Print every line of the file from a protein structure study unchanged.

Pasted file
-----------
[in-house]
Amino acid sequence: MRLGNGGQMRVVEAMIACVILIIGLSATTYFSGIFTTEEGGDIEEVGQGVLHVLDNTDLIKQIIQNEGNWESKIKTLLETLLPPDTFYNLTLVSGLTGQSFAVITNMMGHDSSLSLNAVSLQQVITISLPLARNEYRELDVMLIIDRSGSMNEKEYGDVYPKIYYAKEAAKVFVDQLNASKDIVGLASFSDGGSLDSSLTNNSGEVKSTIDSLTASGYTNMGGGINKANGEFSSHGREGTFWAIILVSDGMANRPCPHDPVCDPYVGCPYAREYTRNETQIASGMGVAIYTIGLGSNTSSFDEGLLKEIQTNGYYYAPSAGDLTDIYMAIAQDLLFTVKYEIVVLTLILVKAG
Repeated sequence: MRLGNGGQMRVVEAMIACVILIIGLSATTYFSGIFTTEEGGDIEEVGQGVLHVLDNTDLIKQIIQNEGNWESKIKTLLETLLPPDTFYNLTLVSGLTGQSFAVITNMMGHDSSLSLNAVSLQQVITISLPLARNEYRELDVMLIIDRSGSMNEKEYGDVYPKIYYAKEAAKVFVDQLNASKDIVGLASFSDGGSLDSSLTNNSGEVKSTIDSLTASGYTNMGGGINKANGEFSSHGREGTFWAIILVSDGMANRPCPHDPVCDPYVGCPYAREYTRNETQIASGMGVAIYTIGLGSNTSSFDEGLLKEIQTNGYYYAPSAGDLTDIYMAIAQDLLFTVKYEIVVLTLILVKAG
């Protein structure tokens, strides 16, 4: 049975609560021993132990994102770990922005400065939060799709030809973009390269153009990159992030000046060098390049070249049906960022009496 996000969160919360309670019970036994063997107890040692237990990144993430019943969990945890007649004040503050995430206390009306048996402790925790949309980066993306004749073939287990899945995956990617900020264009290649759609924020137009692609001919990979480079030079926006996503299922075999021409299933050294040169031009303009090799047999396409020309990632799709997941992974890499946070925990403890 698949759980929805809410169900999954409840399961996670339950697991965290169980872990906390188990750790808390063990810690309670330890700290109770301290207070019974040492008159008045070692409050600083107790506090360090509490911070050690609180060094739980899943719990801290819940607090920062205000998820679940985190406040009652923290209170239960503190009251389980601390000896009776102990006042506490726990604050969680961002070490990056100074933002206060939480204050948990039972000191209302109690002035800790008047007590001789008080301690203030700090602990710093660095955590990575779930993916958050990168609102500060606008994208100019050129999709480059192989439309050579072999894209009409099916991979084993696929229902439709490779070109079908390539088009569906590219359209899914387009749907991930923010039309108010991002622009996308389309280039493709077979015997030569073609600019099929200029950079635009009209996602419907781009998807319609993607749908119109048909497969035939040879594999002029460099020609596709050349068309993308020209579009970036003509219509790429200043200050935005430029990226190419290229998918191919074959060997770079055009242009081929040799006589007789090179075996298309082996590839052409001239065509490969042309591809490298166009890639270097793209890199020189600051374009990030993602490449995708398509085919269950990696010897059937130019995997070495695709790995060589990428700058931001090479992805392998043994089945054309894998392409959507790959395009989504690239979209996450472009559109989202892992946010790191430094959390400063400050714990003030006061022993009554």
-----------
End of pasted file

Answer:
[in-house]
Amino acid sequence: MRLGNGGQMRVVEAMIACVILIIGLSATTYFSGIFTTEEGGDIEEVGQGVLHVLDNTDLIKQIIQNEGNWESKIKTLLETLLPPDTFYNLTLVSGLTGQSFAVITNMMGHDSSLSLNAVSLQQVITISLPLARNEYRELDVMLIIDRSGSMNEKEYGDVYPKIYYAKEAAKVFVDQLNASKDIVGLASFSDGGSLDSSLTNNSGEVKSTIDSLTASGYTNMGGGINKANGEFSSHGREGTFWAIILVSDGMANRPCPHDPVCDPYVGCPYAREYTRNETQIASGMGVAIYTIGLGSNTSSFDEGLLKEIQTNGYYYAPSAGDLTDIYMAIAQDLLFTVKYEIVVLTLILVKAG
Repeated sequence: MRLGNGGQMRVVEAMIACVILIIGLSATTYFSGIFTTEEGGDIEEVGQGVLHVLDNTDLIKQIIQNEGNWESKIKTLLETLLPPDTFYNLTLVSGLTGQSFAVITNMMGHDSSLSLNAVSLQQVITISLPLARNEYRELDVMLIIDRSGSMNEKEYGDVYPKIYYAKEAAKVFVDQLNASKDIVGLASFSDGGSLDSSLTNNSGEVKSTIDSLTASGYTNMGGGINKANGEFSSHGREGTFWAIILVSDGMANRPCPHDPVCDPYVGCPYAREYTRNETQIASGMGVAIYTIGLGSNTSSFDEGLLKEIQTNGYYYAPSAGDLTDIYMAIAQDLLFTVKYEIVVLTLILVKAG
């Protein structure tokens, strides 16, 4: 049975609560021993132990994102770990922005400065939060799709030809973009390269153009990159992030000046060098390049070249049906960022009496 996000969160919360309670019970036994063997107890040692237990990144993430019943969990945890007649004040503050995430206390009306048996402790925790949309980066993306004749073939287990899945995956990617900020264009290649759609924020137009692609001919990979480079030079926006996503299922075999021409299933050294040169031009303009090799047999396409020309990632799709997941992974890499946070925990403890 698949759980929805809410169900999954409840399961996670339950697991965290169980872990906390188990750790808390063990810690309670330890700290109770301290207070019974040492008159008045070692409050600083107790506090360090509490911070050690609180060094739980899943719990801290819940607090920062205000998820679940985190406040009652923290209170239960503190009251389980601390000896009776102990006042506490726990604050969680961002070490990056100074933002206060939480204050948990039972000191209302109690002035800790008047007590001789008080301690203030700090602990710093660095955590990575779930993916958050990168609102500060606008994208100019050129999709480059192989439309050579072999894209009409099916991979084993696929229902439709490779070109079908390539088009569906590219359209899914387009749907991930923010039309108010991002622009996308389309280039493709077979015997030569073609600019099929200029950079635009009209996602419907781009998807319609993607749908119109048909497969035939040879594999002029460099020609596709050349068309993308020209579009970036003509219509790429200043200050935005430029990226190419290229998918191919074959060997770079055009242009081929040799006589007789090179075996298309082996590839052409001239065509490969042309591809490298166009890639270097793209890199020189600051374009990030993602490449995708398509085919269950990696010897059937130019995997070495695709790995060589990428700058931001090479992805392998043994089945054309894998392409959507790959395009989504690239979209996450472009559109989202892992946010790191430094959390400063400050714990003030006061022993009554």